Wednesday, March 2, 2011

Movies Before Star Wars

"Michael Rennie was ill/ the day the Earth stood still/ but he told us/ where we stand./ And Flash Gordon was there/ in silver underwear./ Claude Rains was the invisible man./ Then something went wrong/ for Fay Wray and King Kong./ They got caught in a celluloid gem." – Lips, Rocky Horror Picture Show

A lot of people may think that Star Wars invented the big, sci-fi, special effects laden, event movie.  It made a huge impact when it came along because the science fiction films that had come before it for at least a decade were all ones that were kind of depressing.  There were movies about man having destroyed civilization (A Boy and his Dog), destroyed the environment (Silent Running), and a triple-play from Charlton Heston – Soylent Green about severe overcrowding and lack of food, The Omega Man about the end of the human race due to biological warfare, and The Planet of the Apes about man becoming a secondary species.  There were also four Apes sequels that eliminated what little hope was given at the end of the first one.  This doesn’t mean that all of these movies are bad; far from it.  It just means that moviegoers were ready for a big, fun, sci-fi movie at about the time Star Wars came along.

First, explanations on a couple of terms I am going to use.  There are two kinds of science fiction movies – “sci-fi” and “SF.”  “Sci-fi” movies are the somewhat dumbed down ones whose only ambition is to sell tickets – lots of them.  These make up most of the science fiction movies that get released, from all the superhero movies, to all the space battle movies, to all the creepy/cute alien movies.  These have the biggest “wow” factors.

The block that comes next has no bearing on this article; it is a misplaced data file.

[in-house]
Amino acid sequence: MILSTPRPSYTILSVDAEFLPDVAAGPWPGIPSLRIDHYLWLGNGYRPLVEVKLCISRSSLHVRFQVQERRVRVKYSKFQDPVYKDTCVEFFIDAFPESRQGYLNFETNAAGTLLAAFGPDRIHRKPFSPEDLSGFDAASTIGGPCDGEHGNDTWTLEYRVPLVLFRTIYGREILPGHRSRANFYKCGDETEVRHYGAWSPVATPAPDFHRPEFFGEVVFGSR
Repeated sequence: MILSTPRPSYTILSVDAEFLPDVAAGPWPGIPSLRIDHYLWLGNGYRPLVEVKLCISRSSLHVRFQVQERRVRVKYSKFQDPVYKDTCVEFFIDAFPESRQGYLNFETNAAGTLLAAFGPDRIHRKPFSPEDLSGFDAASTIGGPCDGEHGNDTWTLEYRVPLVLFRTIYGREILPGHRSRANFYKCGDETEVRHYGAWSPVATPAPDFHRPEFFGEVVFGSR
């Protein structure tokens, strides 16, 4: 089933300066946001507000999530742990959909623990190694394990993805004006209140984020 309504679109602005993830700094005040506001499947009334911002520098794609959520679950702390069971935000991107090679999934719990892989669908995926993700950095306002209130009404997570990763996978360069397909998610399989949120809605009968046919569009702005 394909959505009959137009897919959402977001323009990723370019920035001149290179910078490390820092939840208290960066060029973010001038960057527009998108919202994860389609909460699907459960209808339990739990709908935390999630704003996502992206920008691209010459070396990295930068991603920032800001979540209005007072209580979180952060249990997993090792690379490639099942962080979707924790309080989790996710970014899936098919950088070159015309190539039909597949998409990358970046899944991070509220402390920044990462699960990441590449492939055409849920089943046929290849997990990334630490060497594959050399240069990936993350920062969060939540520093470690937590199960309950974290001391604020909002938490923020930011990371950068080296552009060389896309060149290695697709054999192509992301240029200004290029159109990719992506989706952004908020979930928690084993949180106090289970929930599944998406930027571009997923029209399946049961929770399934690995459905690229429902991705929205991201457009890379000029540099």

“SF” movies, on the other hand, are actually about something.  The best science fiction books and movies make you look at things in ways that you never have before.  They stimulate thought and maybe even discussion after you are done with them.  A recent example is the movie The Man from Earth.  These kinds of movies do not get released as often because they usually do not sell as many tickets.  Also, let’s face it - a majority of moviegoers today don’t want to have to actually pay attention to a movie that makes them think.  They want one that they can still follow even though they are talking over it, texting, etc.  They just want to be entertained.

Both sci-fi and SF movies are entertaining to me.  Depending on what mood I am in, either one can provide a couple hours of enjoyment.  Are these two categories mutually exclusive?  Almost.  On very rare occasions a movie gets released that is both sci-fi and SF.  The Matrix is an example of this.

There are so many good science fiction movies that came out before Star Wars that I will probably revisit this category at a later date.  I am also going to have an After Star Wars category to recommend movies like the aforementioned The Man from Earth.

In this set I am going to cover A Trip to the Moon (1902) - sci-fi, Metropolis (1927) - SF, The Day the Earth Stood Still (1951) - SF, and Forbidden Planet (1956) - SF and sci-fi.

You can find my posts for these movies here:

A Trip to the Moon